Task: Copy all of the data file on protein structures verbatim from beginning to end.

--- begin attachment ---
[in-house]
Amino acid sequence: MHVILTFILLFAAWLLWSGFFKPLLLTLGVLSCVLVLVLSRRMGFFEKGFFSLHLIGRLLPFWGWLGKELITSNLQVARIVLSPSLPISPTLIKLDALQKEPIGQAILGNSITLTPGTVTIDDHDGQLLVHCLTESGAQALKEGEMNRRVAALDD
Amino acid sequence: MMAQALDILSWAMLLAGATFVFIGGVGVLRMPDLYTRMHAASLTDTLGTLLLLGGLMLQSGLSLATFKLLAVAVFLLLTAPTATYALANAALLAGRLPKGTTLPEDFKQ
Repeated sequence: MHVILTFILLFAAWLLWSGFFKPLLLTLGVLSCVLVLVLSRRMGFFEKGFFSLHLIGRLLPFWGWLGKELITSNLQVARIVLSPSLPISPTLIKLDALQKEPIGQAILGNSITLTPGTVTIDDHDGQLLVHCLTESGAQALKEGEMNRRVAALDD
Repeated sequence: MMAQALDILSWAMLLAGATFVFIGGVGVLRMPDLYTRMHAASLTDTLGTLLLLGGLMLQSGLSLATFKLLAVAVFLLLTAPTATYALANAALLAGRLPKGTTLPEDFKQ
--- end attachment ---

[in-house]
Amino acid sequence: MHVILTFILLFAAWLLWSGFFKPLLLTLGVLSCVLVLVLSRRMGFFEKGFFSLHLIGRLLPFWGWLGKELITSNLQVARIVLSPSLPISPTLIKLDALQKEPIGQAILGNSITLTPGTVTIDDHDGQLLVHCLTESGAQALKEGEMNRRVAALDD
Amino acid sequence: MMAQALDILSWAMLLAGATFVFIGGVGVLRMPDLYTRMHAASLTDTLGTLLLLGGLMLQSGLSLATFKLLAVAVFLLLTAPTATYALANAALLAGRLPKGTTLPEDFKQ
Repeated sequence: MHVILTFILLFAAWLLWSGFFKPLLLTLGVLSCVLVLVLSRRMGFFEKGFFSLHLIGRLLPFWGWLGKELITSNLQVARIVLSPSLPISPTLIKLDALQKEPIGQAILGNSITLTPGTVTIDDHDGQLLVHCLTESGAQALKEGEMNRRVAALDD
Repeated sequence: MMAQALDILSWAMLLAGATFVFIGGVGVLRMPDLYTRMHAASLTDTLGTLLLLGGLMLQSGLSLATFKLLAVAVFLLLTAPTATYALANAALLAGRLPKGTTLPEDFKQ